I fervently want to keep my defined benefit pension plan for purely selfish reasons.
However, it’s hard to justify why I should have a defined benefit pension – which is a superior option to the defined contribution alternative being offered to Universities Superannuation Scheme members – when the vast majority of DB schemes are already closed.
For instance, the DB pension scheme with my employer, the University of Leicester, was closed to new entrants since 2003 and to future accrual since March 2016. Is it realistic or reasonable to assume that grades 6 and above will continue to enjoy DB accrual indefinitely while grades 5 and below don’t?
We have also heard how something that is personally disadvantageous to one lecturer after another is therefore suddenly going to damage higher education irrevocably. This view depicts academic life as so uniquely risky that only the safety blanket of a DB pension will persuade people to do it. However, they are not seen necessary in many other top global universities. For example, all of the top universities in the US mainly have DC pension schemes.
The rationale for the change is not dubious. The vast majority of DB pension schemes follow the same funding approach as the one used by the USS that has revealed such large deficits, as was recently confirmed by research carried out by Punter Southall.
Neither do I agree that the funding approach proposed is unduly prudent, as many academics have claimed. A recent Green Paper, the consultation for which ended in May 2017, considered six questions, with the first focusing on whether current valuation measures were the right ones. It suggested that stricter interim funding targets be set for schemes that were severely underfunded and gave an example of what they meant by this as being less than 100 per cent funded on the Pension Protection Fund basis – USS was 82 per cent funded on the PPF basis at the last valuation.
As such, I have resigned my membership of the UCU as a result of this ill-conceived strike action. I urge other members who feel a similar discomfort about what they are being asked to do to consider whether they need to do the same.
I will admit – as the head of public sector pensions at KPMG also did recently – that the UCU has won the communications battle. Victory appears to be total.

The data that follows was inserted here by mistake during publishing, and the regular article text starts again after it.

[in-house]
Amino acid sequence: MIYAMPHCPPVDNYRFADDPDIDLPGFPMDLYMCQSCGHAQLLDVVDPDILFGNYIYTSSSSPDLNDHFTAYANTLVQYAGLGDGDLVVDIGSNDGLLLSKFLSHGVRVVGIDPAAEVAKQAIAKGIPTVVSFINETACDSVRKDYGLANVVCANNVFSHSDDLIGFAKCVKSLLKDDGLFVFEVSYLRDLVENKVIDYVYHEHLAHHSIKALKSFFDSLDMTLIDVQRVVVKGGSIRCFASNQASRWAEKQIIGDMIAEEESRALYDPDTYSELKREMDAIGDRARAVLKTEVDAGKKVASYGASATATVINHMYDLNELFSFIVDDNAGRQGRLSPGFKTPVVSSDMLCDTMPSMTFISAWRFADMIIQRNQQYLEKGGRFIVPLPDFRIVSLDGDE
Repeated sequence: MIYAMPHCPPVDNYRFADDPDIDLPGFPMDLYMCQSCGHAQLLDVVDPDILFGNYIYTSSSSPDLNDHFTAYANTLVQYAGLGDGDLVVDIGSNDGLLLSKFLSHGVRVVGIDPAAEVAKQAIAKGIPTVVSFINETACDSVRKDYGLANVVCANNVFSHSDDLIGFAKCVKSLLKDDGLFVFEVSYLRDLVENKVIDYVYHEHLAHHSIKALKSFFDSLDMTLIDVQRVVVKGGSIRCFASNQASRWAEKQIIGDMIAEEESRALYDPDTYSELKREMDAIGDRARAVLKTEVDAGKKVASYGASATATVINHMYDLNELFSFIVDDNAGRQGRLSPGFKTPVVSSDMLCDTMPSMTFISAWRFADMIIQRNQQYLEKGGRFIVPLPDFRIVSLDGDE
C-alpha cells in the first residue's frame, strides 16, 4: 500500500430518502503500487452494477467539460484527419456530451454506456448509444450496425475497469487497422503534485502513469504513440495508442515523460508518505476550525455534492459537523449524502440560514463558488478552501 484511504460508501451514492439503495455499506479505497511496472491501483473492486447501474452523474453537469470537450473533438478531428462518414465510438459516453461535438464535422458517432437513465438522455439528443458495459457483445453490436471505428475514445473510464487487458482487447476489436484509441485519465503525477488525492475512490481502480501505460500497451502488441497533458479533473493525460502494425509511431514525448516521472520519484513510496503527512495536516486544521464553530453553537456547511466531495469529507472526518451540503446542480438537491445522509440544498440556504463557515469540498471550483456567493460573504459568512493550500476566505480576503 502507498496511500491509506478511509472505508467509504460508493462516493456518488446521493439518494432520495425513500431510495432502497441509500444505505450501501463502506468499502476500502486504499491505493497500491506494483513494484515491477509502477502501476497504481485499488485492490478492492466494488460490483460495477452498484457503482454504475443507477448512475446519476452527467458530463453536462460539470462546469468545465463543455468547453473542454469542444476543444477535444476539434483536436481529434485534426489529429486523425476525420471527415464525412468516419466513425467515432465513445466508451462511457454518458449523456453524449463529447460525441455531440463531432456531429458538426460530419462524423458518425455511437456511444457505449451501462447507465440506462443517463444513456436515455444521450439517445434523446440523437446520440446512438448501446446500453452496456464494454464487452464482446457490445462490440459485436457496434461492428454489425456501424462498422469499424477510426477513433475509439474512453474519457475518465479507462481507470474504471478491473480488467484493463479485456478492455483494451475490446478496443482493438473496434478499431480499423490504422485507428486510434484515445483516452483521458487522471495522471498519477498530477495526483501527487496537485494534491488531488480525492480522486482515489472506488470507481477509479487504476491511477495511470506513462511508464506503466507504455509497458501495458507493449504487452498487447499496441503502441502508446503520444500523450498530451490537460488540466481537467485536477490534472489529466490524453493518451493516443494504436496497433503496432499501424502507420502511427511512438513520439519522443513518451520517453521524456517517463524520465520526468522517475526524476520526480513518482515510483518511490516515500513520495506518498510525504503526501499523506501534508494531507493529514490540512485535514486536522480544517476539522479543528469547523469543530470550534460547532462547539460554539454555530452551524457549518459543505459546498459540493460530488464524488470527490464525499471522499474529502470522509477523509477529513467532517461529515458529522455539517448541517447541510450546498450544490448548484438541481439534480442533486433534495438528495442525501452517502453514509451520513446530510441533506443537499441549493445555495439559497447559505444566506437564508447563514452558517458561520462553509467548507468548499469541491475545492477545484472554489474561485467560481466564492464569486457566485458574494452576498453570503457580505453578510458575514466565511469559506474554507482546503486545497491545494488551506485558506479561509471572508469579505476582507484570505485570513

However, there remains a problem, which we seem to be facing increasingly in recent years, from Trump to Brexit, and that is this: what to do when the victory you have won is based on campaign arguments that are fundamentally untrue, not backed by evidence or existing pensions legislation and, ultimately, undeliverable? Just keep saying no to any workable option that is put to you?
On the deficit, for instance, we know that the initial valuation proposed by the USS trustee to the pensions regulator, and the covenant assessment on which it was based (ie, the willingness and ability of the employers in UUK to continue paying contributions), were both rejected.
As this initial valuation disclosed a deficit of just over £5 billion, the proposal resulting in a £7.5 billion deficit finally presented to the Joint Negotiating Committee would appear to be as low as the trustee could reasonably go and still get the valuation past the regulator.
So, if the deficit is what it is and there is no scope for weakening the funding assumptions further, and maintaining current benefits on these funding assumptions involves contribution increases that are unacceptable to scheme members and the employers, what is this dispute about now?
The time has come for lecturers to decide what they want. If a £42,000 cap for three years while negotiations continue on a long-term structure of the scheme that doesn’t leave all risk with scheme members is not acceptable, we need to decide pretty quickly what is. Because once we move to a DC arrangement, the chances of us moving back to any form of risk sharing subsequently are, in my view, remote.
There are many possible alternative structures and many ways of sharing the risks between employers and scheme members. In particular, let’s not get too obsessed with collective DC schemes, the enabling legislation for which has yet to materialise. Consider all the alternatives and let proper negotiations commence.
Nick Foster is programme director for BSc mathematics and actuarial science at the University of Leicester’s Department of Mathematics, and a qualified actuary. This piece is taken from blogs on his personal website, We Know Zero.